Thursday of the First Week of Advent

Come, let us adore the King our Lord, who is to come.

from the Prophet Isaias

I will sing to my beloved the canticle of my cousin concerning his vineyard. My beloved had a vineyard on a hill, in a fruitful place. And he fenced it in, and picked the stones out of it, and planted it with the choicest wines, and built a tower in the midst thereof, and set up a wine press therein: and he looked that it should bring forth grapes, and it brought forth wild grapes. And now, O you inhabitants of Jerusalem, and you men of Juda, judge between me and my vineyard. What is there that I ought to do to my vineyard that I have not done to it! Was it that I wished that it should bring forth grapes, and it has brought forth wild grapes? And now I will show you what I will do to my vineyard: I will take away the hedge thereof, and it shall be wasted; I will break down the wall thereof, and it shall be trodden down. And I will make it desolate: it shall not be pruned, and it shall not be dug, but briars and thorns shall come up, and I will command the clouds to rain no rain upon it. For the vineyard of the Lord of hosts is the house of Israel, and the man of Juda his pleasant plant: and I looked that he should do judgment, and behold iniquity; and do justice, and behold a cry.


We are awaiting the Birth of a Child who is to appear seven hundred years after the time of Isaias; and this Child will be the world's Saviour. Men will persecute him, load him with calumnies and injuries, and, but a few hours before they crucify him, they shall hear this parable from his lips:

There was a man, a householder, who planted a vineyard, and made a hedge round about it, and, dug in it a press, and built a tower, and let it out to husbandmen: and went into a strange country. And when the time of the fruits drew nigh, he sent his servants to the husbandmen, that they might receive the fruits thereof. And the husbandmen laying hands on his servants, beat one, and killed another, and stoned another. Again he sent other servants more than the former; and they did to them in like manner. And last of all, he sent to them his son, saying: They will reverence my son. (Matthew 21:33-37)

See, Christians, this Son is coming to you. Will you reverence him? Will you treat him as the Son of God, with that honour and love which are due to him? Take notice of the wickedness of men; it has a progress in malice. In the days of Isaias, the Jews despised the Prophets; but the Prophets, though sent by God, were only men. The Son of God came, and they would not acknowledge him; a far greater crime, assuredly, than to stone the Prophets. What, then, would be the crime of Christians, who not only acknowledge him who is now coming to them, but are his members by Baptism, if they will not open their hearts to this Messias, whom the Father is sending into the vineyard? What punishment would not the ungrateful vine deserve, planted as it has been with so much love, should it persist in yielding nothing but bitter fruit? Ah, dear Jesus! let not this be: make us generous: make us produce abundant flower and fruit for the day of your Coming, which is so near at hand.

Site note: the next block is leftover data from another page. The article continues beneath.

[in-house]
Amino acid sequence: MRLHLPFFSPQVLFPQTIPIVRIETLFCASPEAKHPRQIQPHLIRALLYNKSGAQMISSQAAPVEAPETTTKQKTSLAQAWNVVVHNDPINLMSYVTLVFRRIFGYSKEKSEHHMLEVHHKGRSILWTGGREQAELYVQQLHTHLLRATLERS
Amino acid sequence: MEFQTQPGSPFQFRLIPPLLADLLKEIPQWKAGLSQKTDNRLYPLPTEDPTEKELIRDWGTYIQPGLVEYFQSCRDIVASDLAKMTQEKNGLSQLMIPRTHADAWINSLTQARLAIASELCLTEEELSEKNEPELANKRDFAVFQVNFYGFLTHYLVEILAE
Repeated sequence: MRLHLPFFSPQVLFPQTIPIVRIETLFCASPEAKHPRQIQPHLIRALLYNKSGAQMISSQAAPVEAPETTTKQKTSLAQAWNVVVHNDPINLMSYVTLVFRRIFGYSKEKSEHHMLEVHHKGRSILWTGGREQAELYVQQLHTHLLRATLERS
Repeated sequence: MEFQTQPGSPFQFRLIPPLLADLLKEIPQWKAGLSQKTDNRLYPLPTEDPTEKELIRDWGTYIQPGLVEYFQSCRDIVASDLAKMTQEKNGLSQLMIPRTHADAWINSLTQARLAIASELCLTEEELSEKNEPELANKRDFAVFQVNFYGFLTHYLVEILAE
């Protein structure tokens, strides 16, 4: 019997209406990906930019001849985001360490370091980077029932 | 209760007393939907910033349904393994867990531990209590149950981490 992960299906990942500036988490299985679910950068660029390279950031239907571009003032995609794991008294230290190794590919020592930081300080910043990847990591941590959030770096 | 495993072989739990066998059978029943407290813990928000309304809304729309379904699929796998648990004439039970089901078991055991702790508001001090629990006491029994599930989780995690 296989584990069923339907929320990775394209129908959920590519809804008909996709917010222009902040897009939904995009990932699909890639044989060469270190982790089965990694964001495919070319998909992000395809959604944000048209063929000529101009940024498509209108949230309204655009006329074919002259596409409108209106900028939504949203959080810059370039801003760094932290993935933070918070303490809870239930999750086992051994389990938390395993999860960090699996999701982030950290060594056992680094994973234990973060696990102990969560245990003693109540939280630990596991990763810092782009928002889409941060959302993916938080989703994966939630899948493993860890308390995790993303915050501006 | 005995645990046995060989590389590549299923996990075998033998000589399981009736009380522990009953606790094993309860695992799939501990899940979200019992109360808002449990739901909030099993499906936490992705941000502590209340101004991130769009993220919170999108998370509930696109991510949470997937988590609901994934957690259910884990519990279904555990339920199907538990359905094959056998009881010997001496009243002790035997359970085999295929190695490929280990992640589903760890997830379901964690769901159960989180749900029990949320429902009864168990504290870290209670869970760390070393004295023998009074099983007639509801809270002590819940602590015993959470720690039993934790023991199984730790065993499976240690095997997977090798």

Prayer of the Churches of France During Advent

Drop down dew, you heavens, from above, and let the clouds rain the Just One.

Be not angry, O Lord, and remember no longer our iniquity: behold the city of your Sanctuary is become a desert, Sion is made a desert. Jerusalem is desolate, the house of our holiness and of your glory where our fathers praised you.

Drop down dew, you heavens, from above, and let the clouds rain the Just One.

We have sinned, and we are become as one unclean, and we have all fallen as a leaf; and, our iniquities, like the wind, have taken us away: you have hid your face from us, and have crushed us by the hand of our iniquity.

Drop down dew, you heavens, from above, and let the clouds rain the Just One.

See, O Lord, the affliction of your people, and send Him whom you have promised to send. Send forth the Lamb, the ruler of the earth, from the rock of the desert to the mount of the daughter of Sion, that he may take off the yoke of our captivity.

Drop down dew, you heavens, from above, and let the clouds rain the Just One.

Be comforted, be comforted, my people; your salvation shall speedily come: why will you waste away in sadness? why has sorrow seized you? I will save you; fear not: for I am the Lord your God, the Holy One of Israel, your Redeemer.

Drop down dew, you heavens, from above, and let the clouds rain the Just One.


Prayer from the Ambrosian Missal

Almighty and everlasting God, who, by the Coming of your only begotten Son, our Lord Jesus Christ, did deign to shine on us with a new light; grant to us that as we deserved to have him as our companion in the form of our body by the Birth the Virgin gave him; so also we may merit to be his companions in the kingdom of his grace: who lives and reigns with you for ever and ever. Amen.


- from the book The Liturgical Year: Advent, by the Very Reverend Dom Prosper Gueranger, Abbot of Solesmes, translated from the French by the Revered Dom Laurence Shepherd, Monk of the English-Benedictine Congregation, 2nd edition; published in Dublin Ireland by James Duffy, 15 Wellington-Quay, 1870